Auburn heads to Oxford Mississippi for another crack-of-dawn matchup. This week, I know the Ole Miss Rebels are looking for a good home win. If Auburn turns it over five times, they’ll surely give the folks in the Grove the party they want. Auburn entered the Arkansas game averaging a turnover every 20 plays. In the game, Auburn generated one every 13 plays. Things are definitely trending in the wrong direction, and it’s up to our highly paid coaching staff to figure it out, and get it fixed. I don’t mind saying that this native is very restless.



  1. Bren Dekura Bren Dekura says:

    Good read Acid. I both am and am not looking forward to re-watching the game. Scott Loeffler honestly looks like he has no clue what he’s doing. When the armchair quarterbacks and coaches can recognize that the personnel packages are just completely out-of-whack and the coordinator can’t, there is a very big problem on hand. You did a great job of highlighting some of the weird decisions this man is making on offense. In a sense, this is all on Gene Chizik. As a head coach, how can he not recognize these issues and correct them? It seems like it would be a relatively easy fix here, with the play-calling and personnel at least.

  2. challenger10 says:

    I am normally one of the more patient optimistic people on this thread, but yesterday lost me. The offensive scheme and play calling is the worst I have seen in some time.

    I would feel better if for our rush offense we just lined up in the I with 1 or 2 tight ends and 1 or 2 WR. out of this formation just run nothing but power left and right 2/3 of the time with an occasional counter play or sweep thrown in. It might be predictable but it plays to our strengths and is easy on a young line.

    war Eagle anyway!

  3. lionstigersbearsohmy says:

    Acid, great assessment. Two years ago I would have never guessed we would be looking down the barrel of a 3 win season. There seems to be zero player development and very little discipline. And I’m about tired of seeing CTT sling that towel around. He needs to sing in a lower key until he gets his mess cleaned up.

  4. Tiger on the mountain Tiger on the mountain says:

    Acid, do you feel like the defense is making any progress?

    I know the offense is listless and woeful. I’m not giving up on this team and you won’t hear me calling for CGC’s head, but I’m done defending this coaching staff. To see the amount of talent this team continually get mismanaged and underdeveloped, in addition to the off-the-field issues, it is truly disappointing.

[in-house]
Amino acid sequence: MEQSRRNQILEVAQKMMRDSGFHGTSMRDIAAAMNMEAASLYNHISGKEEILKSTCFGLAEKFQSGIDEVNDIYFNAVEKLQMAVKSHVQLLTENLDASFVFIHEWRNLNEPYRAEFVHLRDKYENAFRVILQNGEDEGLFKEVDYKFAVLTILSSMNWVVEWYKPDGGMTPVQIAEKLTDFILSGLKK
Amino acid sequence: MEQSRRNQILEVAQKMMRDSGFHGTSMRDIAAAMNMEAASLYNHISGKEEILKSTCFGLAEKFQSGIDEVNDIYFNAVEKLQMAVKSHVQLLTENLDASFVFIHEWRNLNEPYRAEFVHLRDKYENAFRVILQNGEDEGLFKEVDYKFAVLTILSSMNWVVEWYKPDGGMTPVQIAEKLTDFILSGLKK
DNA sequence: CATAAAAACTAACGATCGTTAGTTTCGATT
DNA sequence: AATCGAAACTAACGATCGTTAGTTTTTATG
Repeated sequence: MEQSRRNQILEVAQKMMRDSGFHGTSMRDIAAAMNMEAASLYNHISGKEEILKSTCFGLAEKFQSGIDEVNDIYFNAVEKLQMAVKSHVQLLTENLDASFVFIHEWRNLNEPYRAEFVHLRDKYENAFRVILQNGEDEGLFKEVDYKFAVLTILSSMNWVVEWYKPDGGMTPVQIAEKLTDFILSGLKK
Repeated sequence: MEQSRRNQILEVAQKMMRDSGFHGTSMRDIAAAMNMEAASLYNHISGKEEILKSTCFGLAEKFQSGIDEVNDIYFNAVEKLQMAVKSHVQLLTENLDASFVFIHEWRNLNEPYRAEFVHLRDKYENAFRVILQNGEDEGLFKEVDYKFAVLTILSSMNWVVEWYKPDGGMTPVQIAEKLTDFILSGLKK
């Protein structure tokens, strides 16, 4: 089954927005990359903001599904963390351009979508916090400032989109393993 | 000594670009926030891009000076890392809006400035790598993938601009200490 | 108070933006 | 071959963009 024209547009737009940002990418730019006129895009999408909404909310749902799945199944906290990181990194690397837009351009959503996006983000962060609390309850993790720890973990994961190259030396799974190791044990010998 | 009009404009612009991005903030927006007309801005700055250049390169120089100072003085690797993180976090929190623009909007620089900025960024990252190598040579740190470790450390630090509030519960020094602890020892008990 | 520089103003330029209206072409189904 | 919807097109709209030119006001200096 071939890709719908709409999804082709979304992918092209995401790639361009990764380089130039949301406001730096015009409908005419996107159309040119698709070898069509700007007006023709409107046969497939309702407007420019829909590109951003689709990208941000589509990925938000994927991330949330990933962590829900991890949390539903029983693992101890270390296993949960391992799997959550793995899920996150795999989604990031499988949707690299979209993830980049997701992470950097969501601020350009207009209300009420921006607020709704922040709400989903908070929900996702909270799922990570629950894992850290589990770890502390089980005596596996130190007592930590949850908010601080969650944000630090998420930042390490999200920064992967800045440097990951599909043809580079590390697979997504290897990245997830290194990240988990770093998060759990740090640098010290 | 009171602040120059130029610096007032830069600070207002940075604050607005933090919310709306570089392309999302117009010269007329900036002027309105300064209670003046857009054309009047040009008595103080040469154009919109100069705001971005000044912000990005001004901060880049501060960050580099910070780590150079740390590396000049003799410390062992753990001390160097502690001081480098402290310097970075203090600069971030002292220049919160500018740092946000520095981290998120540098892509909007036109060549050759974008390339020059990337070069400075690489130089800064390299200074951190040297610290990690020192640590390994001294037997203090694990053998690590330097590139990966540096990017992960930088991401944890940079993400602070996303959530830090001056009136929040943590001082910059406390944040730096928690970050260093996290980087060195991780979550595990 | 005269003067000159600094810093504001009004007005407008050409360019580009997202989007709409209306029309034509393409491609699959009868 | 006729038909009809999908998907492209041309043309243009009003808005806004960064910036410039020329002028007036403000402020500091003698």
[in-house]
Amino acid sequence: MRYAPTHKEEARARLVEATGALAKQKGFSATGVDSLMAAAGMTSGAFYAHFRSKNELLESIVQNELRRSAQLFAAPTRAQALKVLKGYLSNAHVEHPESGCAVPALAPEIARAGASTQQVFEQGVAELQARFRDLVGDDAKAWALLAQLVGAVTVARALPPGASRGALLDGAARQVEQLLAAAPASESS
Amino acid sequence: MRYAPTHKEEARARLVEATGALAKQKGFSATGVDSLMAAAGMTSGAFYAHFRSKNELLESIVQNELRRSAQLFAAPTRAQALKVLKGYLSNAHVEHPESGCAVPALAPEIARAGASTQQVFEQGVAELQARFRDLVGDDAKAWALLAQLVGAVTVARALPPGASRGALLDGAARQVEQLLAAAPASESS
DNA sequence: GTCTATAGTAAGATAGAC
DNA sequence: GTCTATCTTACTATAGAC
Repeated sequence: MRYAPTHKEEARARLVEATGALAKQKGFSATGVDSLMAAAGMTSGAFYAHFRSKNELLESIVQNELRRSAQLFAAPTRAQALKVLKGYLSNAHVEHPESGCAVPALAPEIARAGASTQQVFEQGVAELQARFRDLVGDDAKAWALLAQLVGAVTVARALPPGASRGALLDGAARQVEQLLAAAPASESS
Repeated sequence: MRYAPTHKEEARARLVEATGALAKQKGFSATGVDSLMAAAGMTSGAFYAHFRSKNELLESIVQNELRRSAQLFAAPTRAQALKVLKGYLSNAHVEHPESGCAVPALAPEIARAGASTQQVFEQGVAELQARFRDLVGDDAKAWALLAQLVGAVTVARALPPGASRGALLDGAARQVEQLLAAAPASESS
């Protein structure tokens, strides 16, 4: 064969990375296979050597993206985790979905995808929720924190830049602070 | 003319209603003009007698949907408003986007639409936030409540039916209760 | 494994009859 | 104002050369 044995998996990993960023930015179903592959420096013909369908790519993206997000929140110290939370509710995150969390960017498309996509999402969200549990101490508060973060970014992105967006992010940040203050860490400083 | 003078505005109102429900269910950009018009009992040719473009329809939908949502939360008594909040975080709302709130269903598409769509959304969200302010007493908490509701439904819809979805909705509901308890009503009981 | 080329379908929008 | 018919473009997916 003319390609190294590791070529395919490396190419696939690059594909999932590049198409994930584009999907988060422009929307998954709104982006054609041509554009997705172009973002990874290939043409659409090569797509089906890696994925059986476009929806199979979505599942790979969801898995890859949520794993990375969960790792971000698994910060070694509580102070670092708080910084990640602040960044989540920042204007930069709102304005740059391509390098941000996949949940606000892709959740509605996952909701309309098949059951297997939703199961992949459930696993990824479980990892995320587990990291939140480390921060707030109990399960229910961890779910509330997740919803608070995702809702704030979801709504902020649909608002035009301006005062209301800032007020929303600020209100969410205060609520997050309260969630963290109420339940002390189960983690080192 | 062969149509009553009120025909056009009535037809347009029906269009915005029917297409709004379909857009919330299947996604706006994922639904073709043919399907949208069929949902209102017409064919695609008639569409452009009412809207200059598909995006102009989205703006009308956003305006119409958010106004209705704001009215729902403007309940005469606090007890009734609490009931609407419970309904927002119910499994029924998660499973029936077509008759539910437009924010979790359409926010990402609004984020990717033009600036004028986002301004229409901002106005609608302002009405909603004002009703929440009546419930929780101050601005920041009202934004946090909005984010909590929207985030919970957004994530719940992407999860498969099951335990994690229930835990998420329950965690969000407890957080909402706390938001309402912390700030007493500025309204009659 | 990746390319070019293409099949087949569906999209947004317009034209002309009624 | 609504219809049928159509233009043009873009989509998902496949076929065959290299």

Maybe, Loeffler’s giant cheat sheet needs a chart matching appropriate players for each of his plays. #SMH

    • Bren Dekura Bren Dekura says:

      You should make one and hand it out to him at the next Tiger Walk!

    • Acid Reign Acid Reign says:

      …..The D might have taken a step backward, but they did play a lot better Razorback offense than LSU’s. The secondary seems to be coming around. I really like young Joshua Holsey. He was often matched up on Cobi Hamilton one-on-one. Jonathan Mincy is a good tough, physical corner. Jermaine Whitehead is getting better every week. He’s breaking on the ball, which is something we haven’t had from safeties in quite a while. He’s doing a pretty good job communicating coverage responsibilities, too.

      …..The linebacking corps is the weak link on the defense, no two ways about it. I don’t think there are any quick fixes out there, either. We could put more athletic youngsters out there, but against today’s offenses you will really get gashed if your linebacker takes a wrong angle.

  5. aubb says:

    im done with this staff…we will be firing chizik next year no doubt so just pull the trigger now…would pete caroll come to little ol auburn?

    • Acid Reign Acid Reign says:

      …..I’ve been really impressed with what Kevin Sumlin has done everywhere he’s been. I like Peterson at Boise, too, but that system takes years to fully implement.

      …..A lot of a coaching staff’s success depends on situations. Did you know that Ted Roof managed to seriously disrupt undefeated Northwestern’s attack yesterday, and Penn State looks like one of the better teams in the Big Ten right now? They’ve got a new head coach that plays to strengths, from what I’ve seen.

  6. MyAuburn myauburn says:

    As usual Acid, another great up. I would like to add a couple of letter grades to this game:

    Offensive Coaching-F- I have never seen such ineptitude in play calling. If I were the Ole Miss DC, my mouth would be watering at the thought of next weeks game

    Defensive Coaching-D-Tyler Wilson could have read a book before throwing the ball, He had an eternity to pick out a receiver. We sure were not getting to him with a 4 man rush so why not dial up some more blitzes from different places.

    Head Coaching-D- This grade can be raised for extra credit if Chizik takes SL aside and tells him to quit this crap. Since it is almost an unwritten rule that you don’t change OC’s in midstream (Frankling not withstanding) I think Chizik should bring in a consulting coach to coach Loeffler. NFL teams do it all the time, why can’t we.